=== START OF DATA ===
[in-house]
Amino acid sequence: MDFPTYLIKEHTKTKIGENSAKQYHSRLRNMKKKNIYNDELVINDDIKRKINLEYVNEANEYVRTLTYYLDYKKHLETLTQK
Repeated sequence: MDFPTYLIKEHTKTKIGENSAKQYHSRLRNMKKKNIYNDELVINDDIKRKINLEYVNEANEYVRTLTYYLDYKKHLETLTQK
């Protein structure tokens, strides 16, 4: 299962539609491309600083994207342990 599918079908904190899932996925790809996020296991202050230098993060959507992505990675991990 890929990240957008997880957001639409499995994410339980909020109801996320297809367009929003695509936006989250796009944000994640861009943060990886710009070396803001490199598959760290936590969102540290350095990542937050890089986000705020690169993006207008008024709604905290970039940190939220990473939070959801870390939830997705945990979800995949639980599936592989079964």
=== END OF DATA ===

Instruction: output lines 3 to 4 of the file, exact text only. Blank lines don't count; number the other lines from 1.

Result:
Repeated sequence: MDFPTYLIKEHTKTKIGENSAKQYHSRLRNMKKKNIYNDELVINDDIKRKINLEYVNEANEYVRTLTYYLDYKKHLETLTQK
């Protein structure tokens, strides 16, 4: 299962539609491309600083994207342990 599918079908904190899932996925790809996020296991202050230098993060959507992505990675991990 890929990240957008997880957001639409499995994410339980909020109801996320297809367009929003695509936006989250796009944000994640861009943060990886710009070396803001490199598959760290936590969102540290350095990542937050890089986000705020690169993006207008008024709604905290970039940190939220990473939070959801870390939830997705945990979800995949639980599936592989079964």